Born in Dhour Shweir in Lebanon. Living and working in Soho, New York since 1969. The Lebanese war was the most devastating happening in her life, and her work addresses the human element in war time. She is primarily an abstract artist with oil as a primary medium, although her ceramics constitute a substantial body of work on their own. Sumayyah also works on handmade paper, wood and in mixed media. Her art, although abstract, it always refers back to nature. Exhibited in many galleries in New York like Denise Bibro Fine Art Gallery, Blink Gallery and Wilmer Jennings Gallery at Kenkeleba. Her latest work addresses the effects of cluster bombs on the human element.
LR: Hi Sumayyah
SS: Hi Maroun
LR: You know, I feel sorry for missing your latest gallery exhibition in New York. I tried to go before I left to Lebanon, but my time was in conflict with the showing hours, and when I returned, it was over. Is there any new exhibition in the works in the near future?
SS: I am also sorry that you missed the show. Thank you for putting the effort. I don’t have a specific time for my next exhibition. It is in the working now.
LR: OK, a small introduction about your work. How would you describe it?
SS: I am primarily an abstract oil painter. I always worked on paper as well, pastels and charcoal. I also have a solid body of work in ceramics/mixed media.
LR: You have concerned most of your work with the Lebanese issues and with the Palestinian issues, and also with the issues in Iraq. Human suffering that has been dragging for years in these lands seems to provide the driving force behind your work, could you elaborate on this for us.
SS: Frankly the intensity of the situation in the Middle East found its way into my art. I was actually surprised to have found my self doing an installation piece that addressed the “Wall” Israel is building on Palestinian lands , separating Palestinians from their farms and from other members of their family. For Iraq I did a ceramic/nails piece entitled “5th Crusade” looks like a small Crusade castle. As for Lebanon I addressed all these bombs that are killing Lebanese journalists and politicians. I made the Lebanese flag in black and white, mourning colors. I spilled ink for blood and use lots of nails to represent violence.
LR: I see that you work with collages, oils and ceramics, as well as with ink and charcoal, but somehow, there is a continuous character throughout. How do you describe this internal glue if we may call it?
SS: Because I am clear that I am addressing violence in retrospect I realized that the materials I have picked up are fragile: clay, very fragile, and so is paper.My oils, thought abstract do refer to nature. Since I grew up in the mountains it felt natural do do an extraordinary body of work representing mountains. The series is entitled “Catskill Mountains series”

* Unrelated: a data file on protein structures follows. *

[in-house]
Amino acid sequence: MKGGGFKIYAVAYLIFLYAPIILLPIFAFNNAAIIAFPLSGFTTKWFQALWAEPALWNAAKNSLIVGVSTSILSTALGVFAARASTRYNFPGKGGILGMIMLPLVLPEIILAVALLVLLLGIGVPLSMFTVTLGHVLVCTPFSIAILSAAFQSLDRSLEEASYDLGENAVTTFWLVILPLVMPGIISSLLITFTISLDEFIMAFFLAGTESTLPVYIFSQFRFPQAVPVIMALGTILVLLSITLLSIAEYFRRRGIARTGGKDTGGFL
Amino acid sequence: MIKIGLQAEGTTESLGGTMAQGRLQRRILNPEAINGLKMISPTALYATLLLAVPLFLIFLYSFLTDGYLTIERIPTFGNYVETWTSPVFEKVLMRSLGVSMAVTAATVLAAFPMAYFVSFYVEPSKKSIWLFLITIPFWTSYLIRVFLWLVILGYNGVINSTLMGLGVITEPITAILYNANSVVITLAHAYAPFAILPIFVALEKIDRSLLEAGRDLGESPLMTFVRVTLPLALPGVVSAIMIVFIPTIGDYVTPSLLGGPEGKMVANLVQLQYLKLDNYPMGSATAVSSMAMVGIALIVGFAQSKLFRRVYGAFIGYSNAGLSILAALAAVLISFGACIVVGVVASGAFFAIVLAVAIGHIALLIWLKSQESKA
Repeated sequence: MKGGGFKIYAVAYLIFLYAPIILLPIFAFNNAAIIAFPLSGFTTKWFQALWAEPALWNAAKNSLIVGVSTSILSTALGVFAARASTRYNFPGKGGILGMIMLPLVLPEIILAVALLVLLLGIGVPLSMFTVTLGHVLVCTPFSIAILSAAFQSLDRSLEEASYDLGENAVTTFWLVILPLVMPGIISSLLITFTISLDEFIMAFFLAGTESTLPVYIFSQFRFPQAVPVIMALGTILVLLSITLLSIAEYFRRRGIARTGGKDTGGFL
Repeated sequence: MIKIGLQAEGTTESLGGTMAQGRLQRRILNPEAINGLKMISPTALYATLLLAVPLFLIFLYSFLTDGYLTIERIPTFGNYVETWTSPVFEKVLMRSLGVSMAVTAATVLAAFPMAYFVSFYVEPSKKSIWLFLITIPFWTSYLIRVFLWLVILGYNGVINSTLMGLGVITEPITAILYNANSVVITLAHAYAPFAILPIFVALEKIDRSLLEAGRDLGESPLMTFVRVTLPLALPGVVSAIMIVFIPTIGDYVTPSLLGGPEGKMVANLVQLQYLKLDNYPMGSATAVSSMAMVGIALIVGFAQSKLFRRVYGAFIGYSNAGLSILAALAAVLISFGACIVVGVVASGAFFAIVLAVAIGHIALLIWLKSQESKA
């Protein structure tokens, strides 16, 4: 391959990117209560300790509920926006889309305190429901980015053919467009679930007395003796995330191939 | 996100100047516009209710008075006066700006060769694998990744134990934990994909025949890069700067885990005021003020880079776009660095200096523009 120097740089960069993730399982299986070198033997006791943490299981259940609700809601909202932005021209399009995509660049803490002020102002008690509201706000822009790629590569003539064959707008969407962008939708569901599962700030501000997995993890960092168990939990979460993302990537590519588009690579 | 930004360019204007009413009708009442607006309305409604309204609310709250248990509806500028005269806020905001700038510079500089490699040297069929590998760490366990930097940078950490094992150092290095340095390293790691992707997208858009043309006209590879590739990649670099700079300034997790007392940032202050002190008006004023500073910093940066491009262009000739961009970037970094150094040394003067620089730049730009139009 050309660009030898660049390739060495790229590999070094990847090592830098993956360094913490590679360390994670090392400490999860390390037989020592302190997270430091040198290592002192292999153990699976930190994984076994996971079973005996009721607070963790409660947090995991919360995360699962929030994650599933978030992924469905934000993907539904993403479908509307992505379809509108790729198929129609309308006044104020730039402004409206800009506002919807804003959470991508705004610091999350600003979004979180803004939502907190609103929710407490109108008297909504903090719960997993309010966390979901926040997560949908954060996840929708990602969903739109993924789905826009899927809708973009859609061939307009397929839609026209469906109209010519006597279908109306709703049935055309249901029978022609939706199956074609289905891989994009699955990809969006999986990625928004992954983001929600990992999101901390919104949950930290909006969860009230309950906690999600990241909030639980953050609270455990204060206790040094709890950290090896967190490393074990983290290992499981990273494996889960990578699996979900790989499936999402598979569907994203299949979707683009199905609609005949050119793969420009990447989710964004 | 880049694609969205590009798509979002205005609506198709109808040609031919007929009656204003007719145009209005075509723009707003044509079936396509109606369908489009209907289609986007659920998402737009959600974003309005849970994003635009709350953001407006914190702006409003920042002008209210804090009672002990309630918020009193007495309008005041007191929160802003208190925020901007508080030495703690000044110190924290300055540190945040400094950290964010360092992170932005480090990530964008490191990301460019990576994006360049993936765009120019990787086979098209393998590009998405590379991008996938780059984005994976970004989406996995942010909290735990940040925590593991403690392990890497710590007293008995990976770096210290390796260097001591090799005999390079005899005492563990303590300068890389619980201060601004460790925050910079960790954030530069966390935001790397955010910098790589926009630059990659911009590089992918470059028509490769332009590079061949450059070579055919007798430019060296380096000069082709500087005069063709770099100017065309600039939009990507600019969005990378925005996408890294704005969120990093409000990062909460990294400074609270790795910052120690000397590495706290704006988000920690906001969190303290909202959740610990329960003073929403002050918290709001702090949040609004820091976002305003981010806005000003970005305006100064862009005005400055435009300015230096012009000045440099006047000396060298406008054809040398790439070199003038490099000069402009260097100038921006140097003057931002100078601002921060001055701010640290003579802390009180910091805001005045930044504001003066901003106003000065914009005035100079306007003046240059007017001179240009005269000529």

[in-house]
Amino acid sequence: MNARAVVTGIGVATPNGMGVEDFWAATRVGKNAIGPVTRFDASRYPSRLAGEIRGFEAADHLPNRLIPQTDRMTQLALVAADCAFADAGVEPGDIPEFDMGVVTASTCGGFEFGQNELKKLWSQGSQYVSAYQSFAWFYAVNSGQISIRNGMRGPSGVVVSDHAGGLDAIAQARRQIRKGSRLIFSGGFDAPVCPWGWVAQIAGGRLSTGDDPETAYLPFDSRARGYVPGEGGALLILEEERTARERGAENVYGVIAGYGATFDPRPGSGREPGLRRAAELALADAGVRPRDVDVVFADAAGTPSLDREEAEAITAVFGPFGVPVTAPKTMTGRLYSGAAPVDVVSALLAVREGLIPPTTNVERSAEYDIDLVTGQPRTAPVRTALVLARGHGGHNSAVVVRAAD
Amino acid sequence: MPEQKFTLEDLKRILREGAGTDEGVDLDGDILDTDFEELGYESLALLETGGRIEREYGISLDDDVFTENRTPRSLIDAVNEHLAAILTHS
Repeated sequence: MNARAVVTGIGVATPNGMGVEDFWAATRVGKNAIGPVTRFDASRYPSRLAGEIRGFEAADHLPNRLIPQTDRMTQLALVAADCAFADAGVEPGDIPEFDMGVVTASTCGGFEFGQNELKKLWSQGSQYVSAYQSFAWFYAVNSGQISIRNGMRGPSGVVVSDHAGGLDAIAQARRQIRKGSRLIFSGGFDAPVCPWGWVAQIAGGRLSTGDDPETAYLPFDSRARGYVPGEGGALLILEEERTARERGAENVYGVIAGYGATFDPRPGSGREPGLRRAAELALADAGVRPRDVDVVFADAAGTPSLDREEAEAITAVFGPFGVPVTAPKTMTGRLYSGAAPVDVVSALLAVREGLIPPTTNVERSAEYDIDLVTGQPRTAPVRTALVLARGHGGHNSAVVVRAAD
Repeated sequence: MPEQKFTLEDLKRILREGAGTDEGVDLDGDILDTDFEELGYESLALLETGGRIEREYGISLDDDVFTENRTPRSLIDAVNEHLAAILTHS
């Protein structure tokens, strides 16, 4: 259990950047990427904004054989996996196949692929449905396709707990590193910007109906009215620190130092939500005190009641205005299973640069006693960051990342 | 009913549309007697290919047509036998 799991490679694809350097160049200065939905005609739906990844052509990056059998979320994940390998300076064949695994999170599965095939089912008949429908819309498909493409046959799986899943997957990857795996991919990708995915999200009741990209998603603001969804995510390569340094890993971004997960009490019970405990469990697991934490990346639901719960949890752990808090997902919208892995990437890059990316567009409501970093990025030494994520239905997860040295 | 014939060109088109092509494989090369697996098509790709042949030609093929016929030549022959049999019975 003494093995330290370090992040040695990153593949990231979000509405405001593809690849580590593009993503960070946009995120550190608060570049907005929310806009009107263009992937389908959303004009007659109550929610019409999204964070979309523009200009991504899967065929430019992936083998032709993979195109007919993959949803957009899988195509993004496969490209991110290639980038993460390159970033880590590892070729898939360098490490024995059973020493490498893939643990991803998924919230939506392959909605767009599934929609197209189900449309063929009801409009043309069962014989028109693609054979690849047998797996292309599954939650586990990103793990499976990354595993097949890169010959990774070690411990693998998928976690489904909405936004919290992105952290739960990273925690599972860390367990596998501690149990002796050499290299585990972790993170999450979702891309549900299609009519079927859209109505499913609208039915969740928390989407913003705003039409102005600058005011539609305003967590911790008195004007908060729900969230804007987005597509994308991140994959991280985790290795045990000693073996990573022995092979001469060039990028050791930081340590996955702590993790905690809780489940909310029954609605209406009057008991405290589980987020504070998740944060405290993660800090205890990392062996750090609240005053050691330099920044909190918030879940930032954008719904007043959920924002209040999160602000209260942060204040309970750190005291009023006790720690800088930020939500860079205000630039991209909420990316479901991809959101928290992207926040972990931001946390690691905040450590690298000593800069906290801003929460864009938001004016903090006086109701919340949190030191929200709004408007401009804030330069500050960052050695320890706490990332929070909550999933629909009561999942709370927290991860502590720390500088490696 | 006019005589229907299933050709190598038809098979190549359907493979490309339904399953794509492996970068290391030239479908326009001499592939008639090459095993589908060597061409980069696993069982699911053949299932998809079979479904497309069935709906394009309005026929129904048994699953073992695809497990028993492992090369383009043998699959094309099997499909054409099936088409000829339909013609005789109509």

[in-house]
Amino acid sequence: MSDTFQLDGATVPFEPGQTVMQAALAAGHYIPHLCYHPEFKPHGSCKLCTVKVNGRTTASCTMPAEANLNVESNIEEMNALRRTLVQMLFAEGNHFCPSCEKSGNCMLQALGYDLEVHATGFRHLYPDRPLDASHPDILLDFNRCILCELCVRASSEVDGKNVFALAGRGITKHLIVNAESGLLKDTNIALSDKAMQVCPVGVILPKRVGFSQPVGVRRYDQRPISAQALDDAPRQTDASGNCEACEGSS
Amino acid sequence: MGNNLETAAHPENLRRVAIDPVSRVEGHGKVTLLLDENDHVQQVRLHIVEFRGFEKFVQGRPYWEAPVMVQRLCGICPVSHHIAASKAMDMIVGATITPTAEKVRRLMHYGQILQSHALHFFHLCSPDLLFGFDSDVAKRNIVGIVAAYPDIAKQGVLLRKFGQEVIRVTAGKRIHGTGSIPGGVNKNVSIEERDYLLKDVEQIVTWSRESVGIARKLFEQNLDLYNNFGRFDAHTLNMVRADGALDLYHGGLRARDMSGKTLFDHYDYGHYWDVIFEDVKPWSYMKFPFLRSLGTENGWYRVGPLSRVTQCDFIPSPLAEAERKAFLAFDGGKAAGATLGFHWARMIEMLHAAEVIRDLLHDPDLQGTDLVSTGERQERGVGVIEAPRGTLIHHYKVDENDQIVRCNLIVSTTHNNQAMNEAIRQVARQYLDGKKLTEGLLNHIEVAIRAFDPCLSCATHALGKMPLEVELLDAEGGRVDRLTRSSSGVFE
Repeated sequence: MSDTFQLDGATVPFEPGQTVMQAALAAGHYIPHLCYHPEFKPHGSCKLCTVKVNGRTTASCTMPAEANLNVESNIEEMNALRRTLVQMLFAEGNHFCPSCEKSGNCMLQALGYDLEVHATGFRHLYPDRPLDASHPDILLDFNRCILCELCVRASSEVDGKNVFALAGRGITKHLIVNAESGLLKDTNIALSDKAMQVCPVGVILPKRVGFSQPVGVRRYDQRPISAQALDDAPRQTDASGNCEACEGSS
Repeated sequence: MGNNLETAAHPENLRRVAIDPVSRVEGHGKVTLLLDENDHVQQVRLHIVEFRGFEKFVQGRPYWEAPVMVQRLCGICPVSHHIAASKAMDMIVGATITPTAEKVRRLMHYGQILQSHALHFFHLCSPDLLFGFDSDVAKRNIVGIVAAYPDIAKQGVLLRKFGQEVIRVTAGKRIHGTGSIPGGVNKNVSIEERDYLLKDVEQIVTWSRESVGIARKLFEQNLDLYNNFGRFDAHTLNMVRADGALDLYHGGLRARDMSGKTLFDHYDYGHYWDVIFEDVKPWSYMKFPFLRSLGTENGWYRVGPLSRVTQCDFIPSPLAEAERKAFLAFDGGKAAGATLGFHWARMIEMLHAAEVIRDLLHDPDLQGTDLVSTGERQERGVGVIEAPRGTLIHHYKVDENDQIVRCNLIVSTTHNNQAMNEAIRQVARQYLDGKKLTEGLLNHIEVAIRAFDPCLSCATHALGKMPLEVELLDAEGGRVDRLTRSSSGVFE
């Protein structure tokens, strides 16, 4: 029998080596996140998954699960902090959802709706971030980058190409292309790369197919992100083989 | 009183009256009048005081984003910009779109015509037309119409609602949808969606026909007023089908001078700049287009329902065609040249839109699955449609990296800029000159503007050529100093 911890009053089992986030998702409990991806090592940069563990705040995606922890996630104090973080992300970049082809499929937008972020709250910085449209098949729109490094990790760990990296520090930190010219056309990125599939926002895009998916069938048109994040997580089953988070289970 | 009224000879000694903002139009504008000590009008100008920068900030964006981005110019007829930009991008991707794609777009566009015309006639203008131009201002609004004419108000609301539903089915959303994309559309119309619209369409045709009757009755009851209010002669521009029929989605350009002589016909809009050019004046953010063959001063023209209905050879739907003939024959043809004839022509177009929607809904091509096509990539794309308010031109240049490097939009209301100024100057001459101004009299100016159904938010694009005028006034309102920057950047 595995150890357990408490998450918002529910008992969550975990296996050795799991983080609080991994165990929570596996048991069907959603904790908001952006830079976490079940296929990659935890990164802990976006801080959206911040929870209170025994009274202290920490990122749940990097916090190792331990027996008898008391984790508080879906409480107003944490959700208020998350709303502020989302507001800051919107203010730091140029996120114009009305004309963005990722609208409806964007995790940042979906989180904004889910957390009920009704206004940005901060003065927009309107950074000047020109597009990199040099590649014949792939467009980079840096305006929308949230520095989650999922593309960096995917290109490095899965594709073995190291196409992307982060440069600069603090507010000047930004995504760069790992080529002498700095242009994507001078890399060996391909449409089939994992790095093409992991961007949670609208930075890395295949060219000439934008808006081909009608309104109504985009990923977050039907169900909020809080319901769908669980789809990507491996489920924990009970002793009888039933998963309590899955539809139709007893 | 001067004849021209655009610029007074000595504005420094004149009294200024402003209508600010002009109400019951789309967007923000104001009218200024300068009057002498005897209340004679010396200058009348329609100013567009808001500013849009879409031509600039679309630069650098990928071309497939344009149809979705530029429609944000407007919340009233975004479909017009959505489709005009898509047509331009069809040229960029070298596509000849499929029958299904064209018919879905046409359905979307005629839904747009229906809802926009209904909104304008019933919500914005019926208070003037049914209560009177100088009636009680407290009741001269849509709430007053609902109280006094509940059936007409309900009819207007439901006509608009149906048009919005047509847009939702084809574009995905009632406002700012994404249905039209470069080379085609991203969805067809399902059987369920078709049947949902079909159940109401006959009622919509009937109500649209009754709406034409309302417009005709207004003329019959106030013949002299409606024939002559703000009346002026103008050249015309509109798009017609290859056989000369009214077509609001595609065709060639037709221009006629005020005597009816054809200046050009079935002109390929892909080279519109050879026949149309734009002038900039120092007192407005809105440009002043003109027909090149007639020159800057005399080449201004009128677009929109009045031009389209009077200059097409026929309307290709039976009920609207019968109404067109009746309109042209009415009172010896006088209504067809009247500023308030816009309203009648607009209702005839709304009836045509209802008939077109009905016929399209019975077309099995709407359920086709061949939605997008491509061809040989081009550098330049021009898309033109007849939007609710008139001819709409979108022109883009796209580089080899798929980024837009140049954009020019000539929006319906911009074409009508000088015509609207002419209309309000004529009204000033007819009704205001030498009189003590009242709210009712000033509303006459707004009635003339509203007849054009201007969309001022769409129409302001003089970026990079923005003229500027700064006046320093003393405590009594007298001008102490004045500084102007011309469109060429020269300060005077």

LR: Your recent work addressed the effects of cluster bombs on the human element.
SS: What is so eerie is that I started this body of work a week or so before Israel attacked the South. My bombs look pretty from far and you approach them they are really very violent. I have in image of children running to pick them up to play with and “boom” they tear them apart.
LR: You co-founded 22 Wooster Gallery and you are an active member of the gallery in NYC. Could you tell us a bit about that?
SS: That was a fun and a learning experience, an experience of sharing with other artists.
LR: How do you see women’s rights reflected in your work?
SS: I don’t think I addressed this subject directly. However I had used the work of women poets who express their feelings about the violence: Etel Adnan, Claire Gebayle, Suhair Hammad…
LR: You have exhibited in Lebanon on several occasions, and you have exhibited your work in the USA for the most part. How do you describe the differences between the art scene in Lebanon as compared to that in the USA?
SS: I exhibited once in Lebanon at the Platform Gallery in Ashrafieh in the early nineties. I always thought of Beirut as little New York. Even in war times Beirut has incredible energy. Art scene in Beirut is so much smaller. Lebanese artists are aware of the international art scene and what other artists are doing.
LR: Any last words?
SS: I am glad I got the opportunity. Life has a life of its own. Check my web site to see where my journey is taking me.
LR: It was great having you Sumayyah, we’ll keep our news section updated with your latest.
Sumayyah’s address on the web is:
You can contact Sumayyah at:
Write Sumayyah at:
168 Mercer Street
New York, NY 10012